From Information to Experience: Place-Based Augmented Reality Games as a Model for Learning in a Globally Networked Society
by Kurt D. Squire - 2010
Background/Context: New information technologies make information available just-in-time and on demand and are reshaping how we interact with information, but schools remain in a print-based culture, and a growing number of students are disaffiliating from traditional school. New methods of instruction are needed that are suited to the digital age.
Purpose/Objective/Research Question/Focus of Study: The purpose of this study is to explore how curricula that are designed to capitalize on the affordances of mobile media might be employed in schools.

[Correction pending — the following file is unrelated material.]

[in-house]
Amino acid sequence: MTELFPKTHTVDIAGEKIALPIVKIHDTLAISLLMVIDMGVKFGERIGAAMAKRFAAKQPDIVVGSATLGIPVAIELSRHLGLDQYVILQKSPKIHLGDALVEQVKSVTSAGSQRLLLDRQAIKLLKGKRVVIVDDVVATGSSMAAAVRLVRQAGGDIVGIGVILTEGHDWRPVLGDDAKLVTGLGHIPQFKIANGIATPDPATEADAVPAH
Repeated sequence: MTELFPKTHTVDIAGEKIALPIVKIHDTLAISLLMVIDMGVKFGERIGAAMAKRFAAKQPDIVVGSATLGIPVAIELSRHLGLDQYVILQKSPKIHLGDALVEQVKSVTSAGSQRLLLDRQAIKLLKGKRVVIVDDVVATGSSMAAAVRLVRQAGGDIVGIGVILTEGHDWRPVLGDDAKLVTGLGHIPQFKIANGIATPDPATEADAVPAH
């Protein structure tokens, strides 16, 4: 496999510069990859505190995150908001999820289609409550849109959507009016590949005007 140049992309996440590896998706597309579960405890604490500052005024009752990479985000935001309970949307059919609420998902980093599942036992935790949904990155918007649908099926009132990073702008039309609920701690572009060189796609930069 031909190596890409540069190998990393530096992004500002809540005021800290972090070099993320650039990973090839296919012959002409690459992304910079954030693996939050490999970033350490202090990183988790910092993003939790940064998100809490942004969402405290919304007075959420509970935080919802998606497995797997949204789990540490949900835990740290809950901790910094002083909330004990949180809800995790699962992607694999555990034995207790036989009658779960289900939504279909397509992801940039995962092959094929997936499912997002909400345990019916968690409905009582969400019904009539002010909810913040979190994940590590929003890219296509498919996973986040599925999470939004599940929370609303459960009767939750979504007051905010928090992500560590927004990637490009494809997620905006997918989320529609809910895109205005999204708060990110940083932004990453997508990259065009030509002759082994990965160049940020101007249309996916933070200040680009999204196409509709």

Population/Participants/Subjects: The study took place during a 2-week unit in a poor urban school district with roughly 50 at-risk middle school students. The partnering teacher adapted the model curriculum, which involved students investigating a rash of illnesses originating from a popular local beach. This qualitative case study, derived from field notes, videotapes, interviews, and document analyses, describes the practices that emerged and the strengths and limitations of the curriculum. From a classroom management perspective, the narrative elements of the unit enabled teachers to create a dramatically different classroom culture, one that was built around students performing as scientists. Studentsí performance was heavily dependent on the kinds of inscriptions that they made to organize data, suggesting the importance of designers developing tools to scaffold learning, but also suggesting trade-offs in having students struggle to organize information versus doing it for them. Most noteworthy to teachers was how the technology-enhanced curriculum enacted studentsí identities as problem solvers and knowledge builders rather than as compliant consumers of information, reinforcing for them the schism between what is expected of students in school and how they interact outside of school. Teachers and students lamented the lack of opportunities to actually participate in community issues beyond the classroom, suggesting that the future of such curricula may reside in building community-school-home partnerships.
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